Kenneth: We got into it a couple of times. Just the matter of finding a studio and putting the cage together and all that. It was definitely a last-minute thing. It was something that I really didn’t want to bother Ali a lot about because I know that he was in his creative mode and just trying to figure out how he wants things to look and how everything should be once he gets on set. That was definitely something that we kind of bumped heads about because it came down to the last minute when it came to getting the cage done and finding certain locations for the shoot.
Ali: An interesting thing to note is we actually did the ambitious idea. At the time, had we known in advance that we were going to do this, maybe Ken wouldn't have encouraged it. But we basically shot two music videos in two days back to back and they both intertwined.
Doug: Did you realize you'd bit off a little bit more than you can chew by doing that? How were you able to overcome that issue?
Kenneth: We handled it pretty well, I felt like. We really did. Like he said, we shot two videos in two days back to back, and it turned out well. I think the hardest part was obviously the pre-production. Once we got on set, things seemed to run a little bit smoother. We just put everything together, and we made things happen when we had to.
Ali: I think the one particular where we troubled ourselves was for the location that we shot "This Isn't Love" at. They basically came back to us with an entirely different rate the day before - we're talking 24 hours left. At the time, I was working on Fashion Star, because I work in the camera department. Ken was handling all the other stuff, but for whatever reason, the guy was contacting me and not contacting Ken. What ended up happening was that Ken and I got into it about the location and how it should have been handled. When it came down to it, it was no one’s fault. It was just this guy who was at the studio increasing his rate last minute, knowing full well that we’d pretty much didn’t have a choice. If we had any marriage problems, it was definitely at that moment as far as communicating with vendors in the future.
Doug: Were the artists aware that you guys had other work that you were balancing?
Ali: Yes, but here's the crazy part: they shot another music video the day before, so it was ridiculous. They told me pretty much six hours before, and I didn’t know that they were shooting another music video. I was like, “Guys, you know you're going to fucking die doing this,” and they're all like, “Yes.” They flew in from Milwaukee. They're like, “We're only LA once,” so I was like, “OK.” Actually what was funny is “This Isn’t Love” was shot on the last day but the first half, but because they were so drained. It was actually good that as far as directing it I didn’t have to bring up the energy. For “This Isn’t Love,” I'd wanted them more calm for the performance because they were in a cage and it was constricted. I wanted to give that impression. Inadvertently, their exhaustion worked to my benefit, and I really didn’t have to do as much directing for “This Isn't Love.” When it came to sort of finishing off “Girl Like That,” which is the other music video, they were pretty much dead. I had to beat them and feed them Red Bull to keep them going.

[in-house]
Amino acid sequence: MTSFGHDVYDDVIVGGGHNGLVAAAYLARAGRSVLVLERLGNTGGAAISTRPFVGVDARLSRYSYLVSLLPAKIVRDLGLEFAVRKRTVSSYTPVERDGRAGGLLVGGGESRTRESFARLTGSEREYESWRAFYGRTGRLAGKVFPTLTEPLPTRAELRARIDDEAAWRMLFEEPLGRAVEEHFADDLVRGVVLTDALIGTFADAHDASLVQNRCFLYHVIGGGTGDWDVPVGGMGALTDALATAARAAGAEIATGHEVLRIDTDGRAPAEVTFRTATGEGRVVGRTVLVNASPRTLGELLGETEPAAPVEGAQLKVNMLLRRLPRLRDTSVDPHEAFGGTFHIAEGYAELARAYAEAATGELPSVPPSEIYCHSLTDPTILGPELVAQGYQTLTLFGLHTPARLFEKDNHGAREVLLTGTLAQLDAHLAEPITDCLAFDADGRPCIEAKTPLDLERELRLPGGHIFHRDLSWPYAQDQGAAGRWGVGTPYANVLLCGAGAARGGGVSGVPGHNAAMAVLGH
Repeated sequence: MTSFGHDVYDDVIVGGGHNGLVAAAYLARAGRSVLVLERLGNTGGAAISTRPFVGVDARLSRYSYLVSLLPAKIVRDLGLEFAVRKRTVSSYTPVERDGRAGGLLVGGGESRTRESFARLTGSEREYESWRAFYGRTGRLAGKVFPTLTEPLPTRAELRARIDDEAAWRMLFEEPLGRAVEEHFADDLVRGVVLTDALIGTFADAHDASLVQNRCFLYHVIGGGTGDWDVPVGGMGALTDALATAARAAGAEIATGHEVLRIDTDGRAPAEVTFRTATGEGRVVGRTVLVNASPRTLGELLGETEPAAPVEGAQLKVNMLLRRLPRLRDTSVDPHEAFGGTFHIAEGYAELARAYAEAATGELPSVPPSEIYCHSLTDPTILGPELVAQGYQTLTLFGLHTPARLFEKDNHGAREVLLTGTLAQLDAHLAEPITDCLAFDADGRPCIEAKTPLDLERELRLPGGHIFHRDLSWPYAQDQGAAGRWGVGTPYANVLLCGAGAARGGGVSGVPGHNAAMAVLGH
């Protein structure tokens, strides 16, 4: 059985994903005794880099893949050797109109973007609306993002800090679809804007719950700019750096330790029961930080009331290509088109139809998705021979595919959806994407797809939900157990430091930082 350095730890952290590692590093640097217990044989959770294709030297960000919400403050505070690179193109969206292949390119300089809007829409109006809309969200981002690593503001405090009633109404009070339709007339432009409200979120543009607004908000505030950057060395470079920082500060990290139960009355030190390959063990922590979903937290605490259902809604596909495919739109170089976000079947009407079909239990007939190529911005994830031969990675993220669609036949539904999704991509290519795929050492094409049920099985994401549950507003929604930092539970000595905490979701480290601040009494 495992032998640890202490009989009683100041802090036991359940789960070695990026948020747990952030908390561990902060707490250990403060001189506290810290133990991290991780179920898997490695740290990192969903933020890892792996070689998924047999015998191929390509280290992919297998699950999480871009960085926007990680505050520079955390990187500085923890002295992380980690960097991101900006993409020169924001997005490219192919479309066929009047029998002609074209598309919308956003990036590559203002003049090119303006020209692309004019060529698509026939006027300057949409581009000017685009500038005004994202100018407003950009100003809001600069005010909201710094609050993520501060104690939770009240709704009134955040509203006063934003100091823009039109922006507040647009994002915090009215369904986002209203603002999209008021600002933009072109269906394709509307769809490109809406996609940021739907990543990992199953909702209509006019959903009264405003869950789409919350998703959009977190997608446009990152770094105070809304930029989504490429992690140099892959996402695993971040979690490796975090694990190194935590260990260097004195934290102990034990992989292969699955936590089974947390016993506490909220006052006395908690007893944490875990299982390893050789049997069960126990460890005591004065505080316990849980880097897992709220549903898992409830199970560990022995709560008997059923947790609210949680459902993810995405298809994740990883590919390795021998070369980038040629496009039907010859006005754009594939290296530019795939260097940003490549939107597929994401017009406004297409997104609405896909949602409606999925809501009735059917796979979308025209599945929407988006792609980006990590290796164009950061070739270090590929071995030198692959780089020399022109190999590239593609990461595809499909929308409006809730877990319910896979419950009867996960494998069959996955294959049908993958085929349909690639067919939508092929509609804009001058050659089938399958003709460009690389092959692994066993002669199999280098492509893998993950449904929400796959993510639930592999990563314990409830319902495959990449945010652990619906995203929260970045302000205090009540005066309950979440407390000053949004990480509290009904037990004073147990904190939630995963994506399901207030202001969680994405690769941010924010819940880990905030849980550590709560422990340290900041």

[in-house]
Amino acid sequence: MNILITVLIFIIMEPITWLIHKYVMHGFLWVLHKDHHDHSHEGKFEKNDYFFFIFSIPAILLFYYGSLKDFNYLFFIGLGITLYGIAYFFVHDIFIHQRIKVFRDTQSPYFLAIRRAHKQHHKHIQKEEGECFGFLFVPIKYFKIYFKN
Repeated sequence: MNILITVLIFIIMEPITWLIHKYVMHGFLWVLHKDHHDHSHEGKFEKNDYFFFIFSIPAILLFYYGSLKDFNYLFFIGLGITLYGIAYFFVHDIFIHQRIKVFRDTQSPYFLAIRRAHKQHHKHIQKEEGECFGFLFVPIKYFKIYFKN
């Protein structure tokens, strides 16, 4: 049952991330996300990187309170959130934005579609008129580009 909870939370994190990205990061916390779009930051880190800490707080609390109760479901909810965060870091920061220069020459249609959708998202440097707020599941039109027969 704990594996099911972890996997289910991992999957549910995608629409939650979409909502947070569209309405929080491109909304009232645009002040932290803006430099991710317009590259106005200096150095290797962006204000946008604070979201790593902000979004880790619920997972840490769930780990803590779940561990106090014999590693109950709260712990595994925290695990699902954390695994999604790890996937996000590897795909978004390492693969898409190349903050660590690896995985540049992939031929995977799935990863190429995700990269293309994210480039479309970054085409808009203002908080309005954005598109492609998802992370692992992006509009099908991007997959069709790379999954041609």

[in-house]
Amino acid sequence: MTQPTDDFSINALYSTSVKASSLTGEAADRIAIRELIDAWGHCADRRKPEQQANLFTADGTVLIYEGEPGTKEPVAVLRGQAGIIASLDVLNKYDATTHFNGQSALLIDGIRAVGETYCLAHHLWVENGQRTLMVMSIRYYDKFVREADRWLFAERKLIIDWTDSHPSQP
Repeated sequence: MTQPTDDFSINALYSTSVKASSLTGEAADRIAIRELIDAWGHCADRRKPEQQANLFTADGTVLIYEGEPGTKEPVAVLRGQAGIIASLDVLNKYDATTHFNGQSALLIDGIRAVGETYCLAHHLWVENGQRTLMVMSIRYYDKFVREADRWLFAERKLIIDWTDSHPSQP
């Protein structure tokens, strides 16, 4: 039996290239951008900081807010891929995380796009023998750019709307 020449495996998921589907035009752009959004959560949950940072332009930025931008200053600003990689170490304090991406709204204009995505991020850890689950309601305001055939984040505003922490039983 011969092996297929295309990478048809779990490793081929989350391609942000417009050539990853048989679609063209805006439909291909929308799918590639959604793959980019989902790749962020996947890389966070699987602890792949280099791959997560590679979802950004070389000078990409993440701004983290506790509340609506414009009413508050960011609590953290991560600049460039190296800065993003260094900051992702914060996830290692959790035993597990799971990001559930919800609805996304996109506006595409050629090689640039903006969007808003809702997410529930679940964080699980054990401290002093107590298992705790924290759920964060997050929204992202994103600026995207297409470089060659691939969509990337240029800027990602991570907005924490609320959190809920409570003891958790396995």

Doug: Were there any issues with them working within the string cage that you guys put together with any issues of getting tangled or trapped, anything like that? Or were they pretty well-adjusted within there?
Ali: There were certain situations like where Rob, who is the tallest band member, clearly had the most trouble not only getting into the cage, since he was playing that's also the largest size. So he kept getting tangled. He was presented less options and more problems for the cage than everyone else, because everyone’s pretty small in comparison. Then when we had to put three of them in there, I had to be conscious of it. I couldn’t put Timothy - the guitarist - I couldn’t put him in with Rob. I tried squeezing three at the most, but if there's two guitars, I couldn’t fit two of them at a time. I usually tried to pair a guitar with John’s electronic board, and there are a couple shots where he's in there with them, and then Sean’s sort of singing. Our max is basically three band members. Then as far as problems with filming actually cutting the strings, there's points where we're sort of decapitating him. The cage was on wheels and as we're spinning him, there are points where he was trying to keep his performance going, but the strings were literally like across his neck and his face. So we had to make accommodations. Basically, Sean was ready to cut those strings at the end of the shoot.
Kenneth: Overall, it was great experience. Loved to thank the Royal and the crew for making this happen. Very solid team effort.
Ali: Agreed. Mitch and Maggie rocked also, they trusted my crazy directions and ran with it. Can’t wait to do this again.
by Adam Alexander on February 24, 2014 4:46pm
by Doug Klinger on February 14, 2014 11:20am